By Stori WalkerSenior UX Designer, projekt202
An essential skill for UX designers at an agency with clients from various industries is the ability to become a subject matter expert in a short period of time. Yes, I’m using the word “expert” very loosely here. Of course a designer can’t become a true expert at something like surgery or railroad engineering or particle acceleration in a short time, but we constantly face the challenge of having to rapidly ramp up our knowledge in sometimes very esoteric fields to fairly high levels of understanding. In order to design an interface for wound care specialists, for example, we have to become well-versed in that specialization, the workflows within it, and its standards and terminology.
Fortunately, there are several tried & true methods for acquiring an in-depth understanding of new subject matter. It all boils down to memorization.
First, let’s review how memory works.
The sensory information can become part of our short-term memory in chunks of 7 + or – 2 pieces of information. Supposedly our short-term memory has an average lifespan of 20-30 seconds, which explains why you sometimes forget that new acquaintance’s name shortly after it leaves their mouth.
The goal in learning a new subject is to encode, store and retrieve the new information from our long-term memory. Long-term memory is permanent, but we’ve all had that experience of trying to remember a song title or person’s name and hit that wall of “It’s on the tip of my tongue…I know I know it!” Which brings up a good point: access to information is not at all the same thing as having the information. In other words, it’s fine to reassure your client that you have access to someone who knows the answer, but it’s not the same as already knowing the answer, especially when design deadlines loom. This is an important distinction to bear in mind when ramping up in a knowledge area that’s new to you.
Here are some techniques that we use at p202 to get new subject matter into our memory. Hopefully you’ve used most, if not all, in your past efforts to learn about something new.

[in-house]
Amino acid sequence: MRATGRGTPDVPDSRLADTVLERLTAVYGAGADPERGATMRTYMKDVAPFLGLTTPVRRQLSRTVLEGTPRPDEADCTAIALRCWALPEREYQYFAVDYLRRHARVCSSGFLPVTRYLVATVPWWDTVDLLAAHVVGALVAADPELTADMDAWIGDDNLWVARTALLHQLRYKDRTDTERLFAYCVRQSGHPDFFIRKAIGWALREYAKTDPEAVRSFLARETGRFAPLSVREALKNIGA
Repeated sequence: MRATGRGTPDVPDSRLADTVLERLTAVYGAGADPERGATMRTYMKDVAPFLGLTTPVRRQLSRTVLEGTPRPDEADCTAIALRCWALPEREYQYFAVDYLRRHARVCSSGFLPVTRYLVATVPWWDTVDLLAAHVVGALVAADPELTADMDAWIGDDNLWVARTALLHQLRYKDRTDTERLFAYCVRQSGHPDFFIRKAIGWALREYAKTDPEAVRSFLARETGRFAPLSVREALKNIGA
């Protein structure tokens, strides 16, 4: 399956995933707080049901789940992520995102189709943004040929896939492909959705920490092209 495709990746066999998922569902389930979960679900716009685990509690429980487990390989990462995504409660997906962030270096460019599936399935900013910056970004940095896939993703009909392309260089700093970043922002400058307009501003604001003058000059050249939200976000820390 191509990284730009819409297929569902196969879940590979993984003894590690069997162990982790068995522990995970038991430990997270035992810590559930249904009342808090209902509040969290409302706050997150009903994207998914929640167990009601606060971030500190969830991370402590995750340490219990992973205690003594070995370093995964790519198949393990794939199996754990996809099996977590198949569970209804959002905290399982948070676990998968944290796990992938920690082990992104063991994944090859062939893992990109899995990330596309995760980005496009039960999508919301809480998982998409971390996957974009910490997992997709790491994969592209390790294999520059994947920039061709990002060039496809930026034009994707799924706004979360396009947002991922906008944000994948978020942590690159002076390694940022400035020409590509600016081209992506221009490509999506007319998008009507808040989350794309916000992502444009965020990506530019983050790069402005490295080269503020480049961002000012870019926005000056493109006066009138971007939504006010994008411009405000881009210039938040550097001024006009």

- Motivation & focus This first technique is not so much a process as it is a state of mind. It’s impossible to become knowledgeable about a subject if you can’t get motivated enough to have a real interest in it. Even paying attention can be challenging when you barely understand what’s being said or described. A good designer or researcher considers the value of learning about data encryption to the users’ whose lives will be improved through the design of a better product for them. It is essential to be able to focus on learning arcane details with the ultimate goal of having this knowledge be at your fingertips when designing for workflows and user tasks that deal with those details.
- List of questions, answers, & more questions If you’re not a fan of list-making, you may want to reconsider. As you are filling your mind with new information, it’s beneficial to keep a running list of questions to ask when the time is right. It’s also a good idea to document answers when possible in case they only hit your short-term memory. Having these questions and answers documented ensures that you can pass them along to teammates and lowers the risk to the project in the event you move on to other projects.
- Mentors, Subject Matter Experts (SMEs) Most often your client and/or your client’s customers will be your SMEs. Sometimes, your peers may also be experts if they have had prior exposure to the subject matter. Lean on these resources! Ask questions. Get them to explain things until you understand them. To foster these relationships, it’s good to respect their expertise, build trust, and above all, be humble.
- Understand users, workflow basics, standards, vocabulary/terminology The most basic trick to learning about a new industry or work specialization is to conduct generative research with the people who actually do the work. We usually build an internal glossary of jargon and terminology to help us during the project. Reading 3rd party documentation is also essential, especially with regard to learning about standards and industry best practices.
- Design scenarios One of the best ways to build information into long-term memory is by telling a story. Oral storytelling was the way humans passed information before the advent of written history. Scenarios function the same way in design projects. The process for creating design scenarios based on user research deserves its own blog post but I’ve found it to be the most helpful of all of these techniques. It not only helps you learn new information, it also exposes areas where your understanding is weak so that you can target your questions appropriately.
To some extent, UX designers must be Jacks & Jills of many trades. We would appreciate hearing about any other techniques you’ve found useful in getting new information you’ve learned to stick in your memory.